Chocolate

The problem with chocolate, as we all know, is how bad it is for your health and your waistline. Right?

Wrong!

Chocolate was used medicinally for centuries in Europe and for millennia in South and Central America. The problem with chocolate is what we’ve done to it. What we’ve turned it into. Well, that stops here.

It’s time to, once again, accept that chocolate is a medicine and start treating it with the respect it’s due.

The first step on this journey is understanding where chocolate comes from and, thus; what chocolate actually is.

By Photo by Medicaster. – en:Image:Cocoa Pods.JPG, Public Domain, https://commons.wikimedia.org/w/index.php?curid=2973927

Chocolate comes from the seeds of the fruit of the Cacao tree. The seed of the Cacao tree, is a seed in the same way as an almond, a pistachio or a walnut, is a seed. Which is to say; it’s basically a nut. Which is already great news, because chocolate is made from nuts, and eating nuts is good for you.

Admittedly, the best way to eat nuts is in their raw, natural state and we tend to consume chocolate in a more… processed format. But it’s still definitely a step in the right direction.

Despite being a nut that is really a seed, chocolate is always talked about as being derived from the cocoa bean. This is fairly impressive, because now even the name of the tree is wrong. Maybe this is the problem with chocolate: nobody knows what the hell they’re talking about. Although, more likely, this is the problem with me…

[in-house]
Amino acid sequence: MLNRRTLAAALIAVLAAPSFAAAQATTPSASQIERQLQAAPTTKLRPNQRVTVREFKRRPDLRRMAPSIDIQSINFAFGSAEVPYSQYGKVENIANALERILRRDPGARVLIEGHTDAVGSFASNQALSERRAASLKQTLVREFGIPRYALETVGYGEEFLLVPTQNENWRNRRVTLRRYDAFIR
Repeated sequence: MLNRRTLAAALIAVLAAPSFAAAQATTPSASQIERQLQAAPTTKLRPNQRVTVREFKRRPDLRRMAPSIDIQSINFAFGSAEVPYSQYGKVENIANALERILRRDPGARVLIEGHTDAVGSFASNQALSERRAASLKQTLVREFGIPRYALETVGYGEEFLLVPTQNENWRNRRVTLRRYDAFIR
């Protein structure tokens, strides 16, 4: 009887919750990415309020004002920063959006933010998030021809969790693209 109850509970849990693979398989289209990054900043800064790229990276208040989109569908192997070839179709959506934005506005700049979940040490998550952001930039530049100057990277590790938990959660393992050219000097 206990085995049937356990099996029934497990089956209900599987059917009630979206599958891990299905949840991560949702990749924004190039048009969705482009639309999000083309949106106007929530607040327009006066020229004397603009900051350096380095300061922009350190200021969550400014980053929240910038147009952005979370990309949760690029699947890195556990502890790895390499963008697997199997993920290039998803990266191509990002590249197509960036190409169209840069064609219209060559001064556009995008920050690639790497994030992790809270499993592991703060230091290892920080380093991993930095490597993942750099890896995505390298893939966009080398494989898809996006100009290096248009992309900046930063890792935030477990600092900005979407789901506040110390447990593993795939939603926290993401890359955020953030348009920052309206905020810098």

But, anyway back to the process of getting the chocolate from the *ahem* bean. More good news: this first part is all natural and organic.

The fruit is harvested and opened up, to look something like this:

By Aude – Own work, CC BY-SA 3.0, https://commons.wikimedia.org/w/index.php?curid=41471674

Yummy, right!?

While the white stuff is actually edible, the whole mess is scooped out into bins, or piles, covered up and left to ferment for up to a week. After that, the beans are spread out and left to dry in the sun for another week.

Next, the beans are cleaned and dry roasted.

By AlejandroLinaresGarcia – Own work, CC BY-SA 3.0, https://commons.wikimedia.org/w/index.php?curid=17913100

The roasted beans are then shelled to reveal the nibs. The nibs, for some reason, are referred to and sold as both Cocao Nibs and Cocoa Nibs, even at the same supermarket. Presumably just to annoy me. But, anyway, they’re no more processed, at this stage, than roasted almonds.

(It also seems possible to get hold of raw cocao nibs, that have been dried but not roasted. And, in fact, have never gone above 42°C. Given that one of the purposes of the drying process is to stop the growth of mould, following fermentation, I think I’d prefer my nibs to be thoroughly roasted.)

And good for you!? The world can’t get enough of the health benefits of the Superfood that is chocolate nibs. I’ve included a link to an article that lists 21 benefits of Cacao nibs. But I couldn’t bring myself to read it, because it’s on a site called Daily Superfood Love. And it’s got a cute little heart as its site icon. And a man can only take so much…